School officials propose $47 million budget for next year

Mar 2, 2021

At a March 1 School Committee meeting, School Business Administrator James Kiely unveiled a $47.3 million budget proposal for next fiscal year.

The $47,338,665 figure represents a 3.8% increase from the budget for fiscal year 2021.

Three quarters of the proposed budget would go to instruction, including salaries for teachers, principals, and other staff, as well as books, technology and other classroom supplies.

Other services — including transportation, health, athletics, band, and other activities and clubs — take up 11% of the budget, while maintenance accounts for 8%, out of district student tuition for 4%, and administration for 2%. 

Out of district student tuition includes payments for special education and evening school.

“In the end, these proportions are consistent with what we’ve spent the last couple of years,” Kiely told committee members.

Compared to last year, instruction is up about 3% due primarily to contractual obligations for salary increases, he explained.

The administration budget decreased by 4% due to restructuring two assistant positions, while the maintenance budget increased by less than 1%.

This year 3,417 students are attending Dartmouth Public Schools, down 164 from last year and incurring a per pupil expenditure of around $13,300 for fiscal year 2021.

In 2018, the last year for which state data is available, Dartmouth’s per pupil expenditure was 15% below the statewide average of $16,506.

Kiely said that the only additions to the budget this year include new social worker positions — increasing a part time worker at Cushman to full time, and hiring another social worker for the district — and a special reading program for students with dyslexia.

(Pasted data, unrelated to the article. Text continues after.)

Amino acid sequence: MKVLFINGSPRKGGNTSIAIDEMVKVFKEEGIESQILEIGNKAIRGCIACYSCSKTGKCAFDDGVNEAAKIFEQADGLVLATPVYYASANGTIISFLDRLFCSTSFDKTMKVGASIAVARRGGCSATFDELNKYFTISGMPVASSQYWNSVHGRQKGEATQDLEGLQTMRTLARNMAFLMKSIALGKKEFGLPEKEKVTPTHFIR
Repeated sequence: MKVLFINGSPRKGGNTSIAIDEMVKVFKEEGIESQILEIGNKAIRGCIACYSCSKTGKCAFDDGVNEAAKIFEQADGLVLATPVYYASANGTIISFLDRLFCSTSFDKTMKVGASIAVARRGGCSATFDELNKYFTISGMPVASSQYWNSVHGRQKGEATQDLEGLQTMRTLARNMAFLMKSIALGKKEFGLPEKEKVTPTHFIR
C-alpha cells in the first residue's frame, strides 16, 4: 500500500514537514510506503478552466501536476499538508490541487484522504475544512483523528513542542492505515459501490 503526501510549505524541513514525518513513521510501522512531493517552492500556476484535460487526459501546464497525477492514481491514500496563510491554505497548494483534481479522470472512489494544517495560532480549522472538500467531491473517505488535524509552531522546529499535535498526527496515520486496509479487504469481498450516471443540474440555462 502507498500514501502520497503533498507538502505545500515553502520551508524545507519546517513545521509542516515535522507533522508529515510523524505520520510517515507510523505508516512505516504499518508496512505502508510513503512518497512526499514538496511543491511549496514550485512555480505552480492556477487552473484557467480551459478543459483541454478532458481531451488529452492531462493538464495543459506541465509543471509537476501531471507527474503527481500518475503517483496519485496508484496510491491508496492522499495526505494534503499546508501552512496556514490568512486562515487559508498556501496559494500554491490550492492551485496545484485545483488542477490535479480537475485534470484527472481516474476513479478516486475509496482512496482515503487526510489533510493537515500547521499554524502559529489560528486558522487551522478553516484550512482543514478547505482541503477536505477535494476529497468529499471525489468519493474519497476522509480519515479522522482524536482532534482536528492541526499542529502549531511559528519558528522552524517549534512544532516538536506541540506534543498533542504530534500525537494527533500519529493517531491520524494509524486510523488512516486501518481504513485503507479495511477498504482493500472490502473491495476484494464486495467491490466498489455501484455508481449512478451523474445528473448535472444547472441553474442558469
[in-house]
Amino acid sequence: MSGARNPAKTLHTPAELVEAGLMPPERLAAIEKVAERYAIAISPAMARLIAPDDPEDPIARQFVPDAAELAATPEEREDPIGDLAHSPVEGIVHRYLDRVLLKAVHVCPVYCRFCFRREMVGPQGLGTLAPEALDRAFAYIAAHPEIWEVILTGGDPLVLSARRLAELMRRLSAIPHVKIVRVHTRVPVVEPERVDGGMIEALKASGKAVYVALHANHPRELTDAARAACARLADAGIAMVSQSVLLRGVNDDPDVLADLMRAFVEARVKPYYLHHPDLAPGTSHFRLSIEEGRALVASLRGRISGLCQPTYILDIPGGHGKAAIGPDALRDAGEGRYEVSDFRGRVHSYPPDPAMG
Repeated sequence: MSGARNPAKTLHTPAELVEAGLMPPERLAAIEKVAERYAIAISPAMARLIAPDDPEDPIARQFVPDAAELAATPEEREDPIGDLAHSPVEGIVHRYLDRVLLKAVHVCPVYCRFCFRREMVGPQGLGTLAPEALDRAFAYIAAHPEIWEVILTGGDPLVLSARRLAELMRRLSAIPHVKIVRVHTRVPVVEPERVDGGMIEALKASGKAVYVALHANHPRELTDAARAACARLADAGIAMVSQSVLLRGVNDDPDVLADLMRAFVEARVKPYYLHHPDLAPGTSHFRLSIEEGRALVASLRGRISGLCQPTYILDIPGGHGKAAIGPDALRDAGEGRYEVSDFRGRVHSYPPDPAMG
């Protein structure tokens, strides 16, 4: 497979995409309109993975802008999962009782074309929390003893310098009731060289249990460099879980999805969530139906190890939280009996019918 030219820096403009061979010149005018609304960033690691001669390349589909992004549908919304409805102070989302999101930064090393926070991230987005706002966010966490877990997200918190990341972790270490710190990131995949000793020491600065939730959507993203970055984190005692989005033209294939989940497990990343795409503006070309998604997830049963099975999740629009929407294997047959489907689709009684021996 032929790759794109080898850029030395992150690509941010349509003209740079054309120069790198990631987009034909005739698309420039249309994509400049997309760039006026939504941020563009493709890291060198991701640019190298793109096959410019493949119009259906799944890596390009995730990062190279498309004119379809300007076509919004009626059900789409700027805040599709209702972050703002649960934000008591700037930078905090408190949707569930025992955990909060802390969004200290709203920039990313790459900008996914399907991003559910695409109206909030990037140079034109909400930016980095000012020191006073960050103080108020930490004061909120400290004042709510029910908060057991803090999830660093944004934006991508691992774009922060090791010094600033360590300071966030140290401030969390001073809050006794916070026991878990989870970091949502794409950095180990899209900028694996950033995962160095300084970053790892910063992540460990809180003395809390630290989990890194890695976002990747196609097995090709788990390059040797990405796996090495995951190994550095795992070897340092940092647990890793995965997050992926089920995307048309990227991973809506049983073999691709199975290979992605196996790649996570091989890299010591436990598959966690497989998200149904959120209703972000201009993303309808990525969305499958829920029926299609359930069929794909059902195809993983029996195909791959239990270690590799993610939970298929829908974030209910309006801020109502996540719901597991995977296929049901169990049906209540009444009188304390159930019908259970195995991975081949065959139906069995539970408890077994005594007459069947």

“If there’s ever a time we need to support kids’ social and emotional health, this is the time,” he noted.

Plenty of budget requests were not funded this year, Kiely said, although administrators hope to fund some of those with money received for educating students from out of town.

“You're looking at $600k of other requests out there, so it’s substantial,” he said.

School Committee chair Chris Oliver commented that the budget proposal was “a little disheartening,” while member John Nunes likened the plan to buying cars.

“It’s not somebody looking for a Maserati or a Lexus,” he said. “They're looking for Chevrolets and Hondas...Just to keep their program going.”

The School Committee will review and comment on the budget at its next meeting on March 8 ahead of a public hearing set for March 22.

Following a review by the Select Board and Finance Committee, the School Committee will have to give the budget a final seal of approval before it goes to Town Meeting in June.